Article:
Skip to main content
Business Observer Friday, Jan. 9, 2004 15 years ago

Corporate Counsel (Tampa edition)

Attorney David Vetter left private practice 10 years ago to join Tech Data Corp., the largest public company in the Tampa Bay area by revenue.

Corporate Counsel (Tampa edition)

Attorney David Vetter left private practice 10 years ago to join Tech Data Corp., the largest public company in the Tampa Bay area by revenue.

By Bob Andelman

Contributing Writer

When Tech Data Corp. acquired Munich-based Computer 2000 in 1998, it brought together the second and third largest computer and IT distributors (by revenue) in the world. It virtually doubled the size of the Clearwater corporation in one transaction.

"That was fun," says David Vetter, 44, Tech Data's general counsel for the past decade. "A lot of interesting issues."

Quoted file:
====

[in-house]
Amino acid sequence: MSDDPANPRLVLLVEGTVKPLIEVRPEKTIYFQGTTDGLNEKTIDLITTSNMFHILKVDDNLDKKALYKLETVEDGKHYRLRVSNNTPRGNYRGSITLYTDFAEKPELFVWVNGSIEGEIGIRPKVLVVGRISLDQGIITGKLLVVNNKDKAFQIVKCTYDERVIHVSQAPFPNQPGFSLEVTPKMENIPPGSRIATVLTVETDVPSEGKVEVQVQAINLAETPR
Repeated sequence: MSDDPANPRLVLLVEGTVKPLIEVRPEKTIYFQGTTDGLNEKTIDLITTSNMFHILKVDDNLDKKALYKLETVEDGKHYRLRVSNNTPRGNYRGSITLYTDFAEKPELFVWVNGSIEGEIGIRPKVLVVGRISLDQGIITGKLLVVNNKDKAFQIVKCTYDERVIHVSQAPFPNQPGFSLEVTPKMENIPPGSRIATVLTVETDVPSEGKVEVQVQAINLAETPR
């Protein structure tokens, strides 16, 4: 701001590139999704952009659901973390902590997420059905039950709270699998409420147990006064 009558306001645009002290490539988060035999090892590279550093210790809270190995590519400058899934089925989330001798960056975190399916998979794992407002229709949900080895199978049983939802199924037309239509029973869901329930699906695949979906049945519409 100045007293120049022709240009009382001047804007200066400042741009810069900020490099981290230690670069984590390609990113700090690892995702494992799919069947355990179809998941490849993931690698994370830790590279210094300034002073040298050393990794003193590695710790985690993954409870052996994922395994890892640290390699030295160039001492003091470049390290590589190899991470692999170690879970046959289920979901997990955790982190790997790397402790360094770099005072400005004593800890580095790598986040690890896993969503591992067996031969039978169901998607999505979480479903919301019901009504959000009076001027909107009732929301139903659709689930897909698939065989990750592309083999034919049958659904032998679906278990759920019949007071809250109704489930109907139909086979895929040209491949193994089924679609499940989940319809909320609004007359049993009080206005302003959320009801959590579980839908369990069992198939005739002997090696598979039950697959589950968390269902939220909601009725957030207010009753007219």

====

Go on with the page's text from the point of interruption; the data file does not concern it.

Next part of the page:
The kind of issues that keep lawyers' minds spinning when they're supposed to be sleeping.

Two in particular concerned Vetter. One was the European structure for due diligence, which limited Tech Data's ability to deeply review every document. "We did more than most of the lawyers involved from the other side did, but not as much as my conservative legal nature wanted to," Vetter recalls.

The other issue, a major concern to company CFO Jeffery P. Howells, was whether Tech Data could manage its new, decidedly foreign acquisition and how it would affect the company and its culture going forward.